Mar 1, 2019

Measure It: Keys to Small Business Metrics

Ernane Iung

Ernane Iung – President and Owner of ei Funding

During a lecture in May of 1883, William Thomson, the Scottish physicist more commonly known as Lord Kelvin was quoted saying…

“I often say that when you can measure what you are speaking about, and express it in numbers, you know something about it; but when you cannot express it in numbers, your knowledge is of a meagre and unsatisfactory kind”.

And it is believed that this speech gave rise to the notion of “what gets measured gets managed” which was widely popularized by perhaps the greatest expert on management of all time, Mr. Peter Drucker.

Which brings us to today’s discussion topic appropriately entitled, “Measure as much as you can in your small business. Why? To see what works and what doesn’t…so you can cast off quickly what doesn’t.

Small businesses suffer and are victims of shortages – one of the greatest of which is resources. As a small business owner, you have to have laser-like focus to do what you need to keep your company running, and moving forward successfully.  You generally don’t have the luxury of abundant resources – so if what you do have is scarce, then time and energy cannot be wasted on, or dedicated to unproductive activities.  And how do you know what is productive and unproductive? By measuring it.

You need to put together a list, or some people call it a “Dashboard” of the most important items to the success of your business. Every business is different, and clearly choosing what to measure is part of the exercise and the future value you will derive from it, but there are a few things that no matter what type of business you’re in, must be tracked.

  1. First off, the obvious one:  Revenues. The key though, is determining to which periods of time do Revenues need to be tracked and compared?  More specifically: versus last year, or versus previous month, or previous quarter, and/or versus your projections or budget.  Now all of this presupposes you have this data – which in the case of many small businesses, the answer is ‘no’. So use your new Dashboard now as an impetus to track at the most basic level, those revenue periods you can realistically monitor.  If it’s only one (i.e., yearly) that’s fine, but at least combine the yearly revenue tracking to a budget so you have one more number by which to measure your company’s performance. You’ve got to start somewhere, and this is as good as any for your small business.
  2. Next: Profitability.   Call it EBITDA or Net Income, or just “Profit” but you must measure whether when it’s all said and done, is any money left over?  The other questions relative to this include: How much, what % of sales is your total profit, and how does it compare to each of the numbers in the periods you established in Step #1 above?
  3. Next on our list:  Customer performance!
    1. How many do you have?
    2. Using the old 80/20 rule, what % of sales do the Top 5 comprise?  Top 10? Top 20?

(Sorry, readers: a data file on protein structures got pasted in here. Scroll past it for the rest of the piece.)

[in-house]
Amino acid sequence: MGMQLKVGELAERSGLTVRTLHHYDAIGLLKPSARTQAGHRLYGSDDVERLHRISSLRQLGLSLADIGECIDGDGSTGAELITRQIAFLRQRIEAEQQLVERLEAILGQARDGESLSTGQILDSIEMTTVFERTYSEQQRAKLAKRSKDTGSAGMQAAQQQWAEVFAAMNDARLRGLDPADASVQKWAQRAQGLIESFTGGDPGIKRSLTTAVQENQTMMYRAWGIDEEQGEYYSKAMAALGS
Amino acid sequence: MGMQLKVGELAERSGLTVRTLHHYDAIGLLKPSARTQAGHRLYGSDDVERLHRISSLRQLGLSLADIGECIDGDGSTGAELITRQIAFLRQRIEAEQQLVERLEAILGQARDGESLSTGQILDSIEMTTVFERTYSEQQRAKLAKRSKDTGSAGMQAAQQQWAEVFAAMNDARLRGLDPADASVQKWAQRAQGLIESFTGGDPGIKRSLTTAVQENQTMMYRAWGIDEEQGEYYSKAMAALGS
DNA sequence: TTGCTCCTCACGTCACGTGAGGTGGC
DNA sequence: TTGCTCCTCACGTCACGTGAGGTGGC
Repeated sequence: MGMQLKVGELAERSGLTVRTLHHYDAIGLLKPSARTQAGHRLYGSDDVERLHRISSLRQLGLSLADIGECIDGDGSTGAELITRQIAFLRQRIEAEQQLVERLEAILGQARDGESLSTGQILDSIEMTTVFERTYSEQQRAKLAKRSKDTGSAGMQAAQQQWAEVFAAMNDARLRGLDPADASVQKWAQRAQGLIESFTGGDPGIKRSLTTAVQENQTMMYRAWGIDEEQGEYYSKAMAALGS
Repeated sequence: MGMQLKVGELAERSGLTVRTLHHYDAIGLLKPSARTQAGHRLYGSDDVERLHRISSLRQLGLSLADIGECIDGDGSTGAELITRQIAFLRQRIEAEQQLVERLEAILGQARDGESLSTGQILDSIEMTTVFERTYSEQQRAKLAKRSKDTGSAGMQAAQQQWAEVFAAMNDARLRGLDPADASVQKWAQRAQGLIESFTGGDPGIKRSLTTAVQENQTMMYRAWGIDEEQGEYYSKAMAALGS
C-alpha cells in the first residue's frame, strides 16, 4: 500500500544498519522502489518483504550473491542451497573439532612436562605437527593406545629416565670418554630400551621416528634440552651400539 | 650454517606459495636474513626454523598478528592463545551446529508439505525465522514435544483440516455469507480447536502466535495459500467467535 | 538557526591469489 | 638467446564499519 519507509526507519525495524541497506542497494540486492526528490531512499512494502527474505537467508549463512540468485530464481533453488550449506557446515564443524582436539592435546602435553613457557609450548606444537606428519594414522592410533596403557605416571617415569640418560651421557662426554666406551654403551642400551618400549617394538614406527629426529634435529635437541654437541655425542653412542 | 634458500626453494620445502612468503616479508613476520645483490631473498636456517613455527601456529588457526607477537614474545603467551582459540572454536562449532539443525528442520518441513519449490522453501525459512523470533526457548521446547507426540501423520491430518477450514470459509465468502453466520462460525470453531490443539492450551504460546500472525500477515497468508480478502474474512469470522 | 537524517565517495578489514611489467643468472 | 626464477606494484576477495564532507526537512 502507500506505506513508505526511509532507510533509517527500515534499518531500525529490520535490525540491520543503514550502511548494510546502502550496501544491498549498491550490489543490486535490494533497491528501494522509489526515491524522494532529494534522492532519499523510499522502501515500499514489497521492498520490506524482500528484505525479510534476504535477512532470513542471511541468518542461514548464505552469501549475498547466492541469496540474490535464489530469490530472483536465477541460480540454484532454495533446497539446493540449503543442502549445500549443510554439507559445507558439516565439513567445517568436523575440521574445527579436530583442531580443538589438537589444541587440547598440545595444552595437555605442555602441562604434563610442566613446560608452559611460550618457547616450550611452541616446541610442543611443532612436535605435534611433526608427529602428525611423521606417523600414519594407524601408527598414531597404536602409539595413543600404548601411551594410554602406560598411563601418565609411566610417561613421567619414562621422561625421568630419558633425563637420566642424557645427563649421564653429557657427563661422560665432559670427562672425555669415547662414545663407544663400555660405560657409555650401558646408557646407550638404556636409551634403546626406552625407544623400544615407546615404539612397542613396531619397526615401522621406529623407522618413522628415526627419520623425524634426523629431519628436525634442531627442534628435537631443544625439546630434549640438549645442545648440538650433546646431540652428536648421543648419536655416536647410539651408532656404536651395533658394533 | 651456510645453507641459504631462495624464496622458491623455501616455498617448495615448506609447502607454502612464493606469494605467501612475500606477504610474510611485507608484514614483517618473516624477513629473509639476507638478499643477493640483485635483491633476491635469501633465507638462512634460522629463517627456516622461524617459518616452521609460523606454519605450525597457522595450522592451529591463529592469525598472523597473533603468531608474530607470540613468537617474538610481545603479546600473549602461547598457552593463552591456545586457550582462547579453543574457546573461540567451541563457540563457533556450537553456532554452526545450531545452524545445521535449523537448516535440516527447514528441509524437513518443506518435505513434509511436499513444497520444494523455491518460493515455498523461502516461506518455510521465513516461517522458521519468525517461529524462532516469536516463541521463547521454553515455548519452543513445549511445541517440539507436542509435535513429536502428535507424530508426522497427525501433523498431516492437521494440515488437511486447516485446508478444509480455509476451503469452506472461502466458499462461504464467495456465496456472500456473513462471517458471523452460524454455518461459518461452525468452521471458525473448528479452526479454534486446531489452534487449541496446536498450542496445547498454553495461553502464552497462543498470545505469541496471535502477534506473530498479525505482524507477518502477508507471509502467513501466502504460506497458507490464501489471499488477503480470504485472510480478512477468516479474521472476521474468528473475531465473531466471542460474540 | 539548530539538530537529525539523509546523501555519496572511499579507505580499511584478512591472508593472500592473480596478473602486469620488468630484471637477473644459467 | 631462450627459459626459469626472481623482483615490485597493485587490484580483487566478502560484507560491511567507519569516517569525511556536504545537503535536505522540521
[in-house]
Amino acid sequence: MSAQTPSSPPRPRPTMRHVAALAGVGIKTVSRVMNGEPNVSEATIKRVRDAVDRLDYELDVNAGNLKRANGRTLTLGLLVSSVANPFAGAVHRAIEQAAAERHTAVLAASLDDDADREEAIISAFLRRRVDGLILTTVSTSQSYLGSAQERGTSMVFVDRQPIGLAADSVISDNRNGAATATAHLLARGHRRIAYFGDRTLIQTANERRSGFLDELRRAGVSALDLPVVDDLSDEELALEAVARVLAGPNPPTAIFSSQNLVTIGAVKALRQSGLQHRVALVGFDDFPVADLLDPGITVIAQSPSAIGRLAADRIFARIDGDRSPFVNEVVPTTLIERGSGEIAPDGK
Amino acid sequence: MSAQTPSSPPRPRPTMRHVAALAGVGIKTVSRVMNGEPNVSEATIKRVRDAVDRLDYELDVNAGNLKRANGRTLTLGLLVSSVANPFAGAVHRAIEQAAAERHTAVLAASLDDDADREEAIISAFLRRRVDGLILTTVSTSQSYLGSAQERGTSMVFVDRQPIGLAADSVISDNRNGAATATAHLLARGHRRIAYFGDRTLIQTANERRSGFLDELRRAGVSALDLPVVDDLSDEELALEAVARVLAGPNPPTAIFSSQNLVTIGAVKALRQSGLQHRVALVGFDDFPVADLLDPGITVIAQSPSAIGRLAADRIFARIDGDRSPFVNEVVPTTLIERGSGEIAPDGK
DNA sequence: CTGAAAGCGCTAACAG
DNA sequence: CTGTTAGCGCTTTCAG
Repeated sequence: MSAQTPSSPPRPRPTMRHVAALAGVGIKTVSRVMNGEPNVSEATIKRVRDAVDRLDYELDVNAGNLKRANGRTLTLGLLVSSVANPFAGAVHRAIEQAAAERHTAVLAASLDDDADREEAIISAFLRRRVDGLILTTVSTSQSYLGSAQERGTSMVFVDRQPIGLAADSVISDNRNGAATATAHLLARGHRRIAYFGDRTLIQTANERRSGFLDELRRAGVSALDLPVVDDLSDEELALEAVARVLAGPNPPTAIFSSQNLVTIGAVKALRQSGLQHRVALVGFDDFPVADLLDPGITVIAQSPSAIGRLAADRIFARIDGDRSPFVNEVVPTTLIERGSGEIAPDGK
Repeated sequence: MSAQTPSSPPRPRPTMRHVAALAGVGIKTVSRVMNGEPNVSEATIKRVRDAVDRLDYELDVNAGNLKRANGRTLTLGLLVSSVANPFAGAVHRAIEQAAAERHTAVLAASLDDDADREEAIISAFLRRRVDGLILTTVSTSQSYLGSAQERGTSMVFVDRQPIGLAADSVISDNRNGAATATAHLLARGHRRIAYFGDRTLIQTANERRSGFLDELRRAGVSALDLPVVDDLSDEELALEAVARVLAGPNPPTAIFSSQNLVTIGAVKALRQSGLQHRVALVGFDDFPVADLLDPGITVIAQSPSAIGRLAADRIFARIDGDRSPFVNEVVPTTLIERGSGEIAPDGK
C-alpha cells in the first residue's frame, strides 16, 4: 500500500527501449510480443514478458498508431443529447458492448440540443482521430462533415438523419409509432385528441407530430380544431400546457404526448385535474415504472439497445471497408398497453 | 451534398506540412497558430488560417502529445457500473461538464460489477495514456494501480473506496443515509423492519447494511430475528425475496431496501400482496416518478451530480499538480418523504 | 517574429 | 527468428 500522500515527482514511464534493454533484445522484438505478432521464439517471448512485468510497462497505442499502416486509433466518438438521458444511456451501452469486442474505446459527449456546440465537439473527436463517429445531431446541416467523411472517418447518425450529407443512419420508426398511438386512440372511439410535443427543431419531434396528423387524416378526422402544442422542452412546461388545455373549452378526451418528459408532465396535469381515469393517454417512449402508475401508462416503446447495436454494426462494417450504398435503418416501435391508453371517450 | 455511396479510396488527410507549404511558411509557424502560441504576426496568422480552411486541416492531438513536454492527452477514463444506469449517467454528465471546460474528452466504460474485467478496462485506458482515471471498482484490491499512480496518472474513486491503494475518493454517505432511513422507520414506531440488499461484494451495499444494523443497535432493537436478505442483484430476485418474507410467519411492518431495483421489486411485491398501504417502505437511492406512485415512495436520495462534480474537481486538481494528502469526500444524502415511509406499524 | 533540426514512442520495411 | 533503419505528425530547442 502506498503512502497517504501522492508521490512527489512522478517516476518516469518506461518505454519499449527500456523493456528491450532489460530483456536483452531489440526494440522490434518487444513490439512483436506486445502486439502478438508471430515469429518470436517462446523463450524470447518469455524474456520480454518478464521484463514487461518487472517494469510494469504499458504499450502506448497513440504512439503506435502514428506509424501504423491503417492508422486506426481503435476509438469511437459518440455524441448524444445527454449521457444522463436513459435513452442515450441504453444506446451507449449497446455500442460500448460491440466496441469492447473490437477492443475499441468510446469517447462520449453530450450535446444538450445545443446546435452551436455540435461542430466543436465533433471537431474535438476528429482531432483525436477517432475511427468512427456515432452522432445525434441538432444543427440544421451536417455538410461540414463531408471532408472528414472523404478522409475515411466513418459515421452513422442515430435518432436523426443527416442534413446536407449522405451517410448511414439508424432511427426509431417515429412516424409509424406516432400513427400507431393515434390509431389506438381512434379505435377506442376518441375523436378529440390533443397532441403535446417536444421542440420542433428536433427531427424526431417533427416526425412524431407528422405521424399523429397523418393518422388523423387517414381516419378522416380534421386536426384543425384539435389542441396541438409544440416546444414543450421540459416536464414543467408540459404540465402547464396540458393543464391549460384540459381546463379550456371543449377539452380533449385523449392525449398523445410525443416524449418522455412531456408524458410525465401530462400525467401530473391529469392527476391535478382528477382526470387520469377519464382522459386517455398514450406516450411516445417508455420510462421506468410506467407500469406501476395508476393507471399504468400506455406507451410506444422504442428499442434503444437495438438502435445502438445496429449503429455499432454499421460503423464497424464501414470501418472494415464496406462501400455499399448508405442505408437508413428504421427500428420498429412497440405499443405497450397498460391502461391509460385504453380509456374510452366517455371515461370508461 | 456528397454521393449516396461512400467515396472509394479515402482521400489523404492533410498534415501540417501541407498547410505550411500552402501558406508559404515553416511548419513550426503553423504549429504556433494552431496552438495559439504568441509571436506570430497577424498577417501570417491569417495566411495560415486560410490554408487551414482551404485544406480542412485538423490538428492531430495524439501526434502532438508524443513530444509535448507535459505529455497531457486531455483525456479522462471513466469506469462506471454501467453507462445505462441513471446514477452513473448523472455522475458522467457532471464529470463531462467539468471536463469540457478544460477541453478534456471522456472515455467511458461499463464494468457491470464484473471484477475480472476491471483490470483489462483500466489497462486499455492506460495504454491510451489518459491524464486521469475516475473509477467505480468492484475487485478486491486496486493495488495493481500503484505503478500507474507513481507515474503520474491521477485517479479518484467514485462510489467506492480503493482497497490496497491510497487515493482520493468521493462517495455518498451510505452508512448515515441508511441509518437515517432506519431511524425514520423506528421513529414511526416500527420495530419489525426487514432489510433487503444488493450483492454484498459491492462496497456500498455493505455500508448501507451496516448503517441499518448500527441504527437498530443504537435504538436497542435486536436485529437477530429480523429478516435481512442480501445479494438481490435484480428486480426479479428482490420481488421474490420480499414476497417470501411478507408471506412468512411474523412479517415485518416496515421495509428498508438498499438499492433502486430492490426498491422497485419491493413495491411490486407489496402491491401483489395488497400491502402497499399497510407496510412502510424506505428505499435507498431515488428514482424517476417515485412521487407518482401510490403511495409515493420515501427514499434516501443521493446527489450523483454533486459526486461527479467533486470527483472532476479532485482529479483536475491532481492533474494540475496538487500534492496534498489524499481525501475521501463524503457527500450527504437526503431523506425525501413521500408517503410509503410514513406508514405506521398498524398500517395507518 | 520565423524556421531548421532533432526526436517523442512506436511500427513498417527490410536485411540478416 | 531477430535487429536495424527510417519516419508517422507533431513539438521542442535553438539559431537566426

3. Which is the most valuable, i.e., meaning it generates the most Net Income (bottom line) for you company?  It’s clear here, this is where you need to be spending quality time, and focused energy and support (which generally means ‘money’).
    4. Which are the most unprofitable?  Is it time for some serious conversations about resource allocation and with whom your sales personnel should NOT be spending their precious time?  Think about it, and remember the age old adage “time is money” and that holds true for all.
    5. How many potential new Customers or deals are in the pipeline?
    6. What is your conversion rates?
    7. What is the length of time to get conversion?  
    8. What was your close ratio over the period in question?
    9. And lastly, try breaking measurements down into smaller groups, regions, territories, product categories or service offerings, to give them more relevance and easier to understand and ultimately act upon.
  1. And lastly, your Digital strategy – this may be the easiest thing of all to measure, given the ease of access to digital analytics.  The key, for you Mr. or Mrs. Small Business Owner is simplicity and relevance. So examples of some metrics to include for measuring and tracking the basics are:
    1. Website traffic:   
      1. Unique visitors
      2. Number of impression
      3. Click through rate
    2. Newsletter open rates
      1. Geographic profile of visitors (East coast vs. West, Florida versus New York, etc.)
      2. Most shared content?
    3. Clicks on “Call to Action”
    4. Top keywords?

No matter what metrics you choose, stick to the script:  simplicity (for ease of measuring and tracking) and relevance.  It must be important to your business, otherwise, why measure it?

Based on your findings from analyzing your key metrics, put together a list of “wins” or “what went right?” and another list of “what went wrong?”. Put in place additional processes or resources to support your wins, while at the same, mercilessly abandon the things that went wrong.  Remember, as a small business owner, time, energy, and resources are so scare and valuable you have to be cold blooded and only do what guarantees success and your ultimate survivability. So focus intently on your wins, and abandon coldly your failures, but chalking them up to experience.

Your metrics, no matter which ones you choose, must be important to you and your business.  It doesn’t matter if they are important to Jeff Bezos or Warren Buffett (well, maybe it does a little…) – they have to be important to you, the employees in your company, and to the overall success and survivability of your enterprise.  Choose wisely, making sure you are measuring and valuing only those things most important to you and what you understand from your metrics, will continue to drive that success.

I wish you luck in great measure throughout 2019 and beyond.


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